My grandfather used to say, "Eat an apple one bite at a time." This has been my approach to life, the winery, and winemaking. At the end of the day we are farmers and we live to see another harvest. Do I have 5 to 10 year goals? Absolutely. Do I take notes and try to change and make the wine and the winery better each year? Of course. But at the end of the day I know that having my head too far in the clouds or spending time looking in the past does me no good. Especially in winemaking, you need to focus on what's happening in front of you and try to not take too much else too seriously, including yourself.
Looking to the future, do you have a plan to focus on sweet or dry wines? Do you have a personal preference?
When I got into the industry I decided I was only going to make what I drank, dry reds. A good friend of mine asked me if he could buy my equipment once I went out of business! He reminded me that I was making wine in New Mexico, not Napa, and that I should make a little wine for every type of audience. I begrudgingly learned how to make sweet wines and, to my shock, won some of my first International Double Golds for sweets.
We need more wine drinkers, not less, in the big scheme of things. So I will make what the consumer wants as long as my team and I get to have fun doing it. I do however tend to drink more of our dry reds than anything but I love a glass of Moscato when it's 90 outside and I just want easy and refreshing.
What is your philosophy of winemaking?
Winemaking is quite interesting in the sense that some of us are 100% science and think everything is quantifiable. Others are 100% art and they think the wine will do what the wine will do. I'm going to say I am a little more in the middle. I think 80 to 90% of the variables we can and should control start in the vineyard. The better the fruit, the better the wine, assuming your winemaker takes care of his or her job. There is the 10 to 20% that we cannot control. It's that "Je ne sais quoi" about my job. There is this portion of what makes good wine that really comes from the taste. It's not quantifiable. It comes from the winemaker knowing what the wine needs and trying to help it find its way into the bottle when the time is right.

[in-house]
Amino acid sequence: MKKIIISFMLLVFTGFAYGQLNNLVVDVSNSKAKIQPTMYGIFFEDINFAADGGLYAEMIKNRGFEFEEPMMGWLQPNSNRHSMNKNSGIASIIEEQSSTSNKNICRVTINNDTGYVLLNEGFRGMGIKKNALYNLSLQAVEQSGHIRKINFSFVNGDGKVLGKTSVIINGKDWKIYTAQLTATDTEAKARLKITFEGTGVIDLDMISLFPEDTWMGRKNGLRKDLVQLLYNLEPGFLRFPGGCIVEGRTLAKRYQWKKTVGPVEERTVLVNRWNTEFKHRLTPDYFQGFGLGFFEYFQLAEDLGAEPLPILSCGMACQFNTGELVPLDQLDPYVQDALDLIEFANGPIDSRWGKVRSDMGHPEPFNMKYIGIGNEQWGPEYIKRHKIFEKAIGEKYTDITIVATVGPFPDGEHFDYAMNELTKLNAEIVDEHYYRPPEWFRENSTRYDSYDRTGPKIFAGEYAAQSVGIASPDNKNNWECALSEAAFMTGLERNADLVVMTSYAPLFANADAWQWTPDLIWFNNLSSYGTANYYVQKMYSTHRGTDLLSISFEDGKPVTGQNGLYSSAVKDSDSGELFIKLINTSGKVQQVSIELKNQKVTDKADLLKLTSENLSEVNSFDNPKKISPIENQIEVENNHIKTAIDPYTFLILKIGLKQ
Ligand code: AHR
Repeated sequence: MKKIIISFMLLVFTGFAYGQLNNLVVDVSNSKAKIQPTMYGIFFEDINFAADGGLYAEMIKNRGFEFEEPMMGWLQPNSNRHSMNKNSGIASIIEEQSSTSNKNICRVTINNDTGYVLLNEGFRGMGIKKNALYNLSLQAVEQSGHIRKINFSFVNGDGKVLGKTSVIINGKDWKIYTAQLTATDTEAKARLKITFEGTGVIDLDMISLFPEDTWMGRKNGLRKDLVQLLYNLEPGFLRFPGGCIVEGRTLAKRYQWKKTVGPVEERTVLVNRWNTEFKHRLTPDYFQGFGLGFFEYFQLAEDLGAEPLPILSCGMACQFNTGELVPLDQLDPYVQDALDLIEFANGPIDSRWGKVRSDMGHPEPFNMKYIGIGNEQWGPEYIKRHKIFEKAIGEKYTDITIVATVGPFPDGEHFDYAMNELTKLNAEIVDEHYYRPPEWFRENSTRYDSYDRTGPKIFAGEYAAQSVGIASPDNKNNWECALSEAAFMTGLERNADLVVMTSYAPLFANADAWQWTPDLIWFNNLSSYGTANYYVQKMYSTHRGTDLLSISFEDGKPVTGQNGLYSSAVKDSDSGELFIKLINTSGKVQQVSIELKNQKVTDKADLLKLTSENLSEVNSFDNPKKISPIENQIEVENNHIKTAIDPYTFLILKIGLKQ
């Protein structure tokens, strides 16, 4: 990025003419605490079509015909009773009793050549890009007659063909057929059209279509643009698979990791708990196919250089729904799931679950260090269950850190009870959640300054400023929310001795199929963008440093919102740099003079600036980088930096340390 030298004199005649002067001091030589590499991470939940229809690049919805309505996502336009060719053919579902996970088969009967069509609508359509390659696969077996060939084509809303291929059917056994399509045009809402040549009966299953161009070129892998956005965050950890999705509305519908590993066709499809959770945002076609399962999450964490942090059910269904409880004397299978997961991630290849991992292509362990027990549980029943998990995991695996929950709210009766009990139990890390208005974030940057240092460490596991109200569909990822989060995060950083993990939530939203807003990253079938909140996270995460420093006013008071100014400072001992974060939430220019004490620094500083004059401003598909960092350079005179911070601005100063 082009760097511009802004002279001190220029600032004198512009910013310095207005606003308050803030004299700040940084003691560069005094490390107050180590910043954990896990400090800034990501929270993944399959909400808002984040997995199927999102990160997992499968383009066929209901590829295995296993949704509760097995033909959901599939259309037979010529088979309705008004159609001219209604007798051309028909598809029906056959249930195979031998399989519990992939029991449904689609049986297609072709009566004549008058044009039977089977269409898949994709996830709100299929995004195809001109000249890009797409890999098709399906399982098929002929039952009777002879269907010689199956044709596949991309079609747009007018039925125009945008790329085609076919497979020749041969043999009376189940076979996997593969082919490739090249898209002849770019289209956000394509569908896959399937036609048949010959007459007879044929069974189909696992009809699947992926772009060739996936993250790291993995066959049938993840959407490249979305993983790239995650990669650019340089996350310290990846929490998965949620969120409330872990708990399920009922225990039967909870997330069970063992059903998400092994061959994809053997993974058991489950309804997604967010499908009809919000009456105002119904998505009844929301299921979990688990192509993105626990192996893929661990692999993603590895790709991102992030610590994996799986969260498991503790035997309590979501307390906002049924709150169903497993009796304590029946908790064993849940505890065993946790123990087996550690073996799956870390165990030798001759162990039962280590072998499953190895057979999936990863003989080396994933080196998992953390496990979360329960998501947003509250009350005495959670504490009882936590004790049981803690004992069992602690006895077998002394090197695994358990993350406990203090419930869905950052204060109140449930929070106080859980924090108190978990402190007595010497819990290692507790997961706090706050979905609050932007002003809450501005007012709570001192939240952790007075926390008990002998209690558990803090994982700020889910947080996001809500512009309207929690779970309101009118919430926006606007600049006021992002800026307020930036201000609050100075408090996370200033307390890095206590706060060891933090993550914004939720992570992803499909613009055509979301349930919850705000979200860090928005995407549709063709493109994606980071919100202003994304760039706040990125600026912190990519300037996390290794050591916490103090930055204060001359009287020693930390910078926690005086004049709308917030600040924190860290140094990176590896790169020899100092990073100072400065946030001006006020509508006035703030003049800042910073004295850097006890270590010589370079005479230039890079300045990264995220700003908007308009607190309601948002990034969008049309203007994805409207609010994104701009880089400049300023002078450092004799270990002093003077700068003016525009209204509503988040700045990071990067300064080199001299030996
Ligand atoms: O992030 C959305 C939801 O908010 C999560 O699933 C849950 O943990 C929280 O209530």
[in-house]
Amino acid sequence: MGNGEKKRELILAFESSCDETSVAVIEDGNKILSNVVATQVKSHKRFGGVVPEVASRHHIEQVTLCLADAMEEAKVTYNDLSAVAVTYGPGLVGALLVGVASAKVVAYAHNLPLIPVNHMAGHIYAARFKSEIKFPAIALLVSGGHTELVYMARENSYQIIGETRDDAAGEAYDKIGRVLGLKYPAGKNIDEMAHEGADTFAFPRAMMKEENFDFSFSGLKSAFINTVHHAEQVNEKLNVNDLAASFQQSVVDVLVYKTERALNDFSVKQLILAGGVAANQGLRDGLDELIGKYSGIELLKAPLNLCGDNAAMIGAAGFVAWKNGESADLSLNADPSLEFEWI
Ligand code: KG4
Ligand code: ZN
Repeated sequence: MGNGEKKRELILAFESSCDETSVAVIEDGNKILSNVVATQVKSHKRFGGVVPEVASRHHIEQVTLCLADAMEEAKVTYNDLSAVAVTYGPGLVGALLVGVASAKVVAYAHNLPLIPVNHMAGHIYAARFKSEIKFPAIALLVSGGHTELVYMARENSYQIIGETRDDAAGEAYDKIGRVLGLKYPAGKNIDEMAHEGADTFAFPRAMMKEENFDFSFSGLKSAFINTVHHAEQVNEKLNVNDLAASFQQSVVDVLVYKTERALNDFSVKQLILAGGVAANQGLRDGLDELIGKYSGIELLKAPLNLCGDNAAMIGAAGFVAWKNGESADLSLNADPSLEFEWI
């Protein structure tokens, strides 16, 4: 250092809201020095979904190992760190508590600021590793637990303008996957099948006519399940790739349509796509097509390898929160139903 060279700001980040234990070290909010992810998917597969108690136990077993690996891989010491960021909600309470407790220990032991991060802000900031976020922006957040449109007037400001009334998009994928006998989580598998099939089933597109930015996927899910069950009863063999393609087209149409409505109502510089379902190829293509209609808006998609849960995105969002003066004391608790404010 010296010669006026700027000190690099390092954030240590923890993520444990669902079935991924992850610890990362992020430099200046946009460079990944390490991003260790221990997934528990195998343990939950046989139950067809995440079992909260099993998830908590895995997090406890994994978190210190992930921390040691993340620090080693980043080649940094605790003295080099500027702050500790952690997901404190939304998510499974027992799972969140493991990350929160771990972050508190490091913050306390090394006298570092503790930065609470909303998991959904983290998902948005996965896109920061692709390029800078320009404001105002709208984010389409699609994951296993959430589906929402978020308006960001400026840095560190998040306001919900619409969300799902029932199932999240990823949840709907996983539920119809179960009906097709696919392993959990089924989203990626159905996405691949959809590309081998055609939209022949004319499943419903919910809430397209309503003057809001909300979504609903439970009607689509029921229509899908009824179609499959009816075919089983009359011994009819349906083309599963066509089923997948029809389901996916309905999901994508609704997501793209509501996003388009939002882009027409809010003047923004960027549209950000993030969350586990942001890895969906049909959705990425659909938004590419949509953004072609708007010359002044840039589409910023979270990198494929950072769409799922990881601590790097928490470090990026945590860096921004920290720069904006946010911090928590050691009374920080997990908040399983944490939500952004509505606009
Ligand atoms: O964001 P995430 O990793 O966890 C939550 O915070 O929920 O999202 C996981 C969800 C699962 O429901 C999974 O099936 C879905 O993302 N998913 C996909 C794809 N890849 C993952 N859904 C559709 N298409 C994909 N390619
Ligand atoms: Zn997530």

I try to achieve the full expression of the fruit. I'm not massive on oak and I don't oak everything because the consumer may want it. I want to showcase the fruit from our state and so I use 100% New Mexican fruit which is not always easy. Blending is what I like to do and I like to make those tiny little adjustments of 2% of a grape varietal, maybe it's just me being crazy.
As far as brand recognition goes for New Mexican wine, most people know of Gruet sparkling wines. How do you get all the other wineries, including Noisy Water, to be a bigger part of the conversation?
I am greatly thankful for the Gruet family and what they did for this state and continue to do. I think the product they produce is amazing and couldn't ask for a cooler "big" brand in our state. That being said, they did a great job paving the way for the new generation and I look forward to being a part of the next group of New Mexican winemakers that can step up, win big medals, work with great press and continue to further our brand and tell our story.
New Mexico is the oldest wine producing state in the US. We celebrate our 500th anniversary of winemaking in the next decade. That is something that is really amazing to me. At the end of the day we do 1.4 million cases a year as a state. Gallo does 174 million or so. New Mexicans need to work together to continue to push our wine into larger markets. I'm starting to see the rumblings of that happening and I look forward to being a part of the continued progress.
Let's talk about sustainable agriculture. Do you or many others in NM farm organically or biodynamically?
New Mexico and New Mexicans are amazing in the sense that they grew up on this land. Some of it has multigenerational families that have been on the land for centuries, before the state was a state. So there has always been a backbone of organic or biodynamic practices. To me biodynamic is the most sustainable thing we can really all talk about. It's letting Mother Nature take care of Mother Nature and, in a roundabout way, we are introducing back those things that we might have taken away years ago. There is something pretty comforting about that. My family has been using biodynamics in our farming practices for decades in our orchards in New York and across many crops we have grown throughout the US. I see more and more farmers returning to this style of farming in New Mexico and I believe it will continue to grow.